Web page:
BRIEF DESCRIPTION OF THE DRAWINGS

FIG. 1 is a block diagram showing a network of computer systems that comprises an illustrative operating environment for aspects of the present invention;

FIG. 2 is a block diagram illustrating a computer architecture for a computer system utilized at a SONET transport center to remotely provision network equipment in an illustrative embodiment of the present invention;

FIG. 3 is a block diagram showing a back panel of an add/drop multiplexer utilized in an actual embodiment of the present invention; and

FIGS. 4-9 are flow diagrams showing an illustrative routine for remotely provisioning network equipment to eliminate false alarms according to one actual embodiment of the present invention.

DETAILED DESCRIPTION OF AN ILLUSTRATIVE EMBODIMENT

As described briefly above, the present invention provides a method, system, apparatus, and computer-readable medium for remotely provisioning network elements to eliminate false alarms. As mentioned above, one embodiment of the present invention operates within a SONET network. As known to those skilled in the art, SONET is a standardized method for signal conversion between electrical and optical systems. SONET handles a wide range of communications speeds and may be either switched or non-switched.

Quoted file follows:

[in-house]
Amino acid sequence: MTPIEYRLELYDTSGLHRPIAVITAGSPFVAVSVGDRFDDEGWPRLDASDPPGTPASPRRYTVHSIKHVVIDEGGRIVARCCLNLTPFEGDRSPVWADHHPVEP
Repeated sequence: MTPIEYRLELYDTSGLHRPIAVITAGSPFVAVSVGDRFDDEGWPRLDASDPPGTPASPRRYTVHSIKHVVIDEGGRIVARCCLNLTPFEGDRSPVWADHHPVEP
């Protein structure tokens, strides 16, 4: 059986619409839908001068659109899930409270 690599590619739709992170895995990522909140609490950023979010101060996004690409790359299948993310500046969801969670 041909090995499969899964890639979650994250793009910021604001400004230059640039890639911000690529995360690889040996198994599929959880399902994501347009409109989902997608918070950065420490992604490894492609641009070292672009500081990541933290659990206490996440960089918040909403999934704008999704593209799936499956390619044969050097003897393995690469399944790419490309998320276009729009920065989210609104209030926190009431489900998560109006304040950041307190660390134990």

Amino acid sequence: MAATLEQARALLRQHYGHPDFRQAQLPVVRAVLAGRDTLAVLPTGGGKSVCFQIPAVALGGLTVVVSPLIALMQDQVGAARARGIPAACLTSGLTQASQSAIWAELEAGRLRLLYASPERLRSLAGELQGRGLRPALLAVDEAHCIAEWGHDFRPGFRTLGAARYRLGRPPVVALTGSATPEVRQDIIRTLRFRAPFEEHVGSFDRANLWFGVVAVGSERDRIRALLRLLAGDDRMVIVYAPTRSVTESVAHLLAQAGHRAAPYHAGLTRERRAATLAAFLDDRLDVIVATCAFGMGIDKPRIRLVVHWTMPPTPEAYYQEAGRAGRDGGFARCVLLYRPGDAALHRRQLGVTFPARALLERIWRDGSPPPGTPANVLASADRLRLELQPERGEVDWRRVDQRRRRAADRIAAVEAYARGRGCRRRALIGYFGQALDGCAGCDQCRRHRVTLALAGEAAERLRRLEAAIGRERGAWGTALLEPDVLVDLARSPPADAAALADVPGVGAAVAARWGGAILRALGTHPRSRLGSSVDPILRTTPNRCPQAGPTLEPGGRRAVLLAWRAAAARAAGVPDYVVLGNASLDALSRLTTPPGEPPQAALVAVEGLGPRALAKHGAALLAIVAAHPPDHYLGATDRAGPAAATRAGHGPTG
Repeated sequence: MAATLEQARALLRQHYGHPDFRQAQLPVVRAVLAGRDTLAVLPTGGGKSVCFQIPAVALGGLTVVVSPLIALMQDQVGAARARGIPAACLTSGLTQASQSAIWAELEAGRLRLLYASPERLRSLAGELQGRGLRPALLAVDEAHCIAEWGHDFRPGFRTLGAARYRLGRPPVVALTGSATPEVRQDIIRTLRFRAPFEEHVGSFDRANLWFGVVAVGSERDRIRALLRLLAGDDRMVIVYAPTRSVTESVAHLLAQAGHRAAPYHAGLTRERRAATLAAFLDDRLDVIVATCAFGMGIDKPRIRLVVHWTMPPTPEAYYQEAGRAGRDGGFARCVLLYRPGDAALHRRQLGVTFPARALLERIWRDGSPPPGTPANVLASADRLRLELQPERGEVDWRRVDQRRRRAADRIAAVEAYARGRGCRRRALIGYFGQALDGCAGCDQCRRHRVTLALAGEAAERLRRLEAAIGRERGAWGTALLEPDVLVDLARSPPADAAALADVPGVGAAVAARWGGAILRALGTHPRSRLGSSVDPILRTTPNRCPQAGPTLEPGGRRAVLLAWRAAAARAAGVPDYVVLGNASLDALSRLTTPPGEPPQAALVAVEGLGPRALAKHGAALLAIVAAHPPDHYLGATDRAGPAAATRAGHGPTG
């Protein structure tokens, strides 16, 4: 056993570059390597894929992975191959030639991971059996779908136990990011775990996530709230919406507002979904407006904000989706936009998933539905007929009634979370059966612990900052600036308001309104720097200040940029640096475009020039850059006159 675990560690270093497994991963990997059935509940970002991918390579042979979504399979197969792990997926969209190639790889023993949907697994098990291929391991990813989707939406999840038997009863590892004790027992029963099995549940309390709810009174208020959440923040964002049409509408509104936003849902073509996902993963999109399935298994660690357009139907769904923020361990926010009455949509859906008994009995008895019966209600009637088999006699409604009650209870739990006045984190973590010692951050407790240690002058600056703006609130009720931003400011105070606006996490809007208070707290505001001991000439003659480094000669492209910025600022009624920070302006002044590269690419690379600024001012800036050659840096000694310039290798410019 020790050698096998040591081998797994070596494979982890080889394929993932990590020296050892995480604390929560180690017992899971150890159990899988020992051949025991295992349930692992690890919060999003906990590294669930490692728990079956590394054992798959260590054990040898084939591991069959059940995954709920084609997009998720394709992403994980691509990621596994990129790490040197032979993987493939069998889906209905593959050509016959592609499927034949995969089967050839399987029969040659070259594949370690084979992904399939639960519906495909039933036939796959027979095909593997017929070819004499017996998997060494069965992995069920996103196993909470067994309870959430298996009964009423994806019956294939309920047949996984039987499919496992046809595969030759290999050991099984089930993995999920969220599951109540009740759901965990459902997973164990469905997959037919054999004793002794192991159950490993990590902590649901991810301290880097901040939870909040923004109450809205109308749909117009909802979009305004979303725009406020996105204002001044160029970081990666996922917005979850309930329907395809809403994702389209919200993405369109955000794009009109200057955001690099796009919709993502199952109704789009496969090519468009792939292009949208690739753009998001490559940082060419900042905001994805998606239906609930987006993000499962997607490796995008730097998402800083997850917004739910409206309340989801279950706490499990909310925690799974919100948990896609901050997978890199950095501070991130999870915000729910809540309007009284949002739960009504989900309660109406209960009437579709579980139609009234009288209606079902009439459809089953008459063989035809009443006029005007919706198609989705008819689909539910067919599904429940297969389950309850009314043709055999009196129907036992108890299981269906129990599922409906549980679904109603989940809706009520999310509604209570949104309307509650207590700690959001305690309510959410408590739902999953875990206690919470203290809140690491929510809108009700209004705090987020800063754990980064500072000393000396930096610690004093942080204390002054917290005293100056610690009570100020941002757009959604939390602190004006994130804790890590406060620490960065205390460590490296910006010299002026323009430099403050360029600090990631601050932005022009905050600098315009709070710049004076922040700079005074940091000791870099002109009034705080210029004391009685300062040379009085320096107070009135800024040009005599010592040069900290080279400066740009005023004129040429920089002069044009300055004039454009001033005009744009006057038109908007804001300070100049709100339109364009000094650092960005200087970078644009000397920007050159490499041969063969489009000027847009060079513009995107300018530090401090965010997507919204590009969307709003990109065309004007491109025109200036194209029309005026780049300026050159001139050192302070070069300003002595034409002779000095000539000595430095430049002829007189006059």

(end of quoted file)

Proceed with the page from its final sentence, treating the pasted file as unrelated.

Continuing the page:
Turning now to FIG. 1, an illustrative operating environment for the present invention will be described. The operating environment shown in FIG. 1 includes an optical network 12 having one or more SONET rings 8A-8C. An optical network is broadly defined as an information transport facility with fiber optic cables (“optical fibers” or “fibers”) serving as the physical link or medium for information transport. Generally, an optical network is a synchronous digital network that conforms to certain standards that define a set of optical interfaces (STS-Nc signals) for network transport. SONET defines standard optical signals (STS-Nc signals), a synchronous frame structure for multiplexed digital information traffic, and operation procedures so that optical networks from different manufacturers/carriers may be interconnected.